Interpreting ISO 26262 without ambiguity is not always easy. Suppliers and integrators can read some aspects differently, creating confusion. Which is a problem since ISO 26262 has become so much a part of any discussion on automotive electronics that it has gained almost biblical significance. Yet most of us, even suppliers to the market, understand at best only what they have read in the document. I had a fascinating discussion with Kurt Shuler (VP Marketing at Arteris-IP) on the background to and challenges in interpretation in the standard. Kurt is a member on the technical advisory group to ISO 26262 and is extensively involved in safety management. He also has to advise Arteris-IP customers in their implementation to the standard. Hence his much better than average insight on this topic.
The Origins of ISO 26262
Kurt started by talking about the origins of the standard, driven primarily by car and locomotive people, not electronics people. OEMs and Tier-1 people. Which is why semiconductor understanding in the first revision is not as deep as you might expect. It’s also a pretty hefty piece of work, almost 700 pages across 12 books. Those books were developed by multiple committees. Which means that, like the Bible, the standard sometimes contradicts itself. That makes for challenging conversations between suppliers and consumers in the value chain. Who is supposed to do what when you can’t agree on interpretation? To save his own sanity, Kurt developed a huge spreadsheet of notes to help him resolve confusion in customer debates.
The second edition of ISO 26262
The second edition of the standard cleaned up some issues. There were improvements in the main body of the document. They added a chapter 11 with guidelines and examples for semiconductors. But, as always, while some problems were fixed, some remained, and more were added. Kurt had to evolve his spreadsheet to incorporate the second edition changes. None of this should be a big surprise. Standards committees put a lot of work into putting out the best possible product. Experts build them, but they’re still fallible. They don’t have unbounded experience in all possible use-cases. Or in how others might interpret what they’ve written. There will always be problems and interpretation issues. For Kurt, these continue the work he has to put in to reaching agreement with clients on detailed interpretation.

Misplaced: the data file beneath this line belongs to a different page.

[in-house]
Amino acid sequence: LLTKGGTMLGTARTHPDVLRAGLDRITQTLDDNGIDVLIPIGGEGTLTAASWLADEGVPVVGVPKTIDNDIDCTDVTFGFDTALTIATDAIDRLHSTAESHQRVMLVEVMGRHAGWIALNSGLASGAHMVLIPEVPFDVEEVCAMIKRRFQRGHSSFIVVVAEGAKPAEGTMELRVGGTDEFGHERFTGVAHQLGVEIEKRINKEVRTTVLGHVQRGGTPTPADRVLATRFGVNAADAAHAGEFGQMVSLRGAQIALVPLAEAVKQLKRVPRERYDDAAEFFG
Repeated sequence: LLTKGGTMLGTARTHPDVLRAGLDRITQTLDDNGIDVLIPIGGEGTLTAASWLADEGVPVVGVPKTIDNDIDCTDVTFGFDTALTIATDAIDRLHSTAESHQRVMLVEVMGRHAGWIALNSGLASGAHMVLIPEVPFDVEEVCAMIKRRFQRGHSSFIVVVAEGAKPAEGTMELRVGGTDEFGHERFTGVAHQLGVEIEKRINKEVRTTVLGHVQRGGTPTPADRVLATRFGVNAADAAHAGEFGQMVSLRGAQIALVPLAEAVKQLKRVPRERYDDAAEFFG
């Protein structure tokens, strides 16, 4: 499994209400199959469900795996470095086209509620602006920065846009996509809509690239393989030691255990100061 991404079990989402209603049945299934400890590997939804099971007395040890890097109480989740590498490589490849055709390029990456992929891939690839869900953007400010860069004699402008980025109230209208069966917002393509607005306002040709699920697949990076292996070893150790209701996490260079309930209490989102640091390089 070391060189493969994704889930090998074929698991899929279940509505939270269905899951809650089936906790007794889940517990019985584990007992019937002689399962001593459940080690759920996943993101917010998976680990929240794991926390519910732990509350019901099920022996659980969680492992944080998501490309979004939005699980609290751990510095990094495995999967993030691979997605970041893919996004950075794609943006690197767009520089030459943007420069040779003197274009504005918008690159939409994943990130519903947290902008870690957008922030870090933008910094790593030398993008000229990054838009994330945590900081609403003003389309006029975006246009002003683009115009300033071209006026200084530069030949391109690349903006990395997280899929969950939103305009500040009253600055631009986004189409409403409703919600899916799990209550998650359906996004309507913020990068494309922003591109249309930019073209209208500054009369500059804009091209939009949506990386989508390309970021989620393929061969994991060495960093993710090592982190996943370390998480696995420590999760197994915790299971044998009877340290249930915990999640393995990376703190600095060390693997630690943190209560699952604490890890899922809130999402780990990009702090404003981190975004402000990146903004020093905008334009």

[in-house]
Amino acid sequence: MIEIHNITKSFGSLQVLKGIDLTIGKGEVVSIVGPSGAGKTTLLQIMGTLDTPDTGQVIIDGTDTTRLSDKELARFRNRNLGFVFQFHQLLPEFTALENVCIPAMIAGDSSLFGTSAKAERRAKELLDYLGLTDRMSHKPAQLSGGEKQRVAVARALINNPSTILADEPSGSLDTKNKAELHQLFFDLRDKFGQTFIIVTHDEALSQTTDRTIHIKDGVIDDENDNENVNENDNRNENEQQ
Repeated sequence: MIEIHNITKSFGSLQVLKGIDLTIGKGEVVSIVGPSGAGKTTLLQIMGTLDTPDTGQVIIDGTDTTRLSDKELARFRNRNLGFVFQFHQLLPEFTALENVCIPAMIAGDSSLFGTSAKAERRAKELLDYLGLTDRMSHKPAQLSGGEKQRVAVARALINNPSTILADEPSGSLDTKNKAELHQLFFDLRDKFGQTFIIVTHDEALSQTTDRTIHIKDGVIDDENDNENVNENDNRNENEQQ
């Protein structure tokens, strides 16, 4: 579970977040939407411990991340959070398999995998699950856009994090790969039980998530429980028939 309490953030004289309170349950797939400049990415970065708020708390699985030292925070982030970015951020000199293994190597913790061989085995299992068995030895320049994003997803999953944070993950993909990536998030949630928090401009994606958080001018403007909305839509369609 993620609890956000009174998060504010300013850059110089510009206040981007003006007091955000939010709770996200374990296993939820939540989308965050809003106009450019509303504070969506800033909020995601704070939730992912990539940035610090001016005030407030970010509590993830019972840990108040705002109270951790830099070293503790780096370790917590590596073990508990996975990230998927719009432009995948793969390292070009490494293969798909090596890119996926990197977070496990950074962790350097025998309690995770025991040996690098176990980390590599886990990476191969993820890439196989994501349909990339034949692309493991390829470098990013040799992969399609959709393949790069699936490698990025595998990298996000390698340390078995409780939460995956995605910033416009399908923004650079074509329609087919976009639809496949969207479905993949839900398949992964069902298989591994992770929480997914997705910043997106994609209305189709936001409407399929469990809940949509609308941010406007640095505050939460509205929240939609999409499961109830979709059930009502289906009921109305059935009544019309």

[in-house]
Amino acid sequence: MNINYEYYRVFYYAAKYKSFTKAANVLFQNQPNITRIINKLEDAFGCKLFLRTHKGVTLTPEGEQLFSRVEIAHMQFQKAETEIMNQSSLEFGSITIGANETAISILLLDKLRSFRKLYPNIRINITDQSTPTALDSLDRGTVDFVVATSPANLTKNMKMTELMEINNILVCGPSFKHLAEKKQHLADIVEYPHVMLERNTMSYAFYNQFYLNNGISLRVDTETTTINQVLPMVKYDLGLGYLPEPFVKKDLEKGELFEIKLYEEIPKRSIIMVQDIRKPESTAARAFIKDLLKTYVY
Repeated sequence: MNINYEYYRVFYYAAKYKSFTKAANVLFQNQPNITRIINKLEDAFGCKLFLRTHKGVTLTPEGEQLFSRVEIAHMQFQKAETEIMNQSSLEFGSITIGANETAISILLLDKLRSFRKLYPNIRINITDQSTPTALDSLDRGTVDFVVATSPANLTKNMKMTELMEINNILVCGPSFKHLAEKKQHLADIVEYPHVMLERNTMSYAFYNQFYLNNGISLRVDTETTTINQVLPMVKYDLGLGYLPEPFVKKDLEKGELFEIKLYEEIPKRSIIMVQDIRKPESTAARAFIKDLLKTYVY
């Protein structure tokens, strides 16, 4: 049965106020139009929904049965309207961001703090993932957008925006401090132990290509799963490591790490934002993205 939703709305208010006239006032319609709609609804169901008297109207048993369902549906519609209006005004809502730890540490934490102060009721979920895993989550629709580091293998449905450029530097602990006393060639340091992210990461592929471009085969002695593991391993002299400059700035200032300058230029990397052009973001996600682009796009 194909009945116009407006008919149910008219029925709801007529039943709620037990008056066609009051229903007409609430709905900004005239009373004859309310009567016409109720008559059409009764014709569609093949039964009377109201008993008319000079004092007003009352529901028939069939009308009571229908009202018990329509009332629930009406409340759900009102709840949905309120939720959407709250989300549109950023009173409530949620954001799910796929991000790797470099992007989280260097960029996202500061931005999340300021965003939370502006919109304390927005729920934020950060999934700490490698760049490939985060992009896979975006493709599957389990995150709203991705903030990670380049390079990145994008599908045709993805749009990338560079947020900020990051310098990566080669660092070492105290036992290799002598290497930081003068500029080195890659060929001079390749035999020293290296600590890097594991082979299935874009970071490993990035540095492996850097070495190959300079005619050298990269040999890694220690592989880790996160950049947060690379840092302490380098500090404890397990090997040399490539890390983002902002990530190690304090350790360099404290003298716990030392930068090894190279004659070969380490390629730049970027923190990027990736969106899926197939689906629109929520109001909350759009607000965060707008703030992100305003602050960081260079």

Minding the gaps
The spreadsheet became kinda like his exegesis for the standard. A customer might say, “I read the standard. It says we have to do exactly this.” Kurt could check his spreadsheet and say, “Let me point you this statement part 11 where there’s an example. You should also look here in part 5, and this other section in part 10. When you look at those statements and examples together, this is why Arteris-IP has chosen this interpretation.” The customer would review these sections and most often agree.
Kurt’s been doing this for a long time with a lot of customers. He has developed significant insight into the mostly commonly shared interpretations across many of the details. Which is important not only to resolve ambiguities. It’s also important to manage tradeoffs, say between specific numeric targets on coverage and expert judgement. Do you need to hit or exceed the numeric target every time or can you get close, and rely on expert judgment to bridge the gap? That sort of question has to be answered by a collective of experts: Kurt, experienced semi companies, Tier-1s and OEMs. Kurt’s spreadsheet has grown and grown.
Experience over enthusiasm
We all want to step up to ISO 26262, to demonstrate that our products are fully compliant. Absolutely with the best of intentions. But in some domains, enthusiasm and hard work alone are not enough. Integrators expect you to follow the standard, but they also want you to know what problems they may encounter in their handoffs. At those gaps in the standard. They want to lean on the experience of a partners who has worked through many years on multiple programs with multiple clients. Knowing proven bridges across areas of ambiguity, knowing rationales for why you might choose one way or another. This is irreplaceable.
You can lean more about Arteris IP work in safety HERE.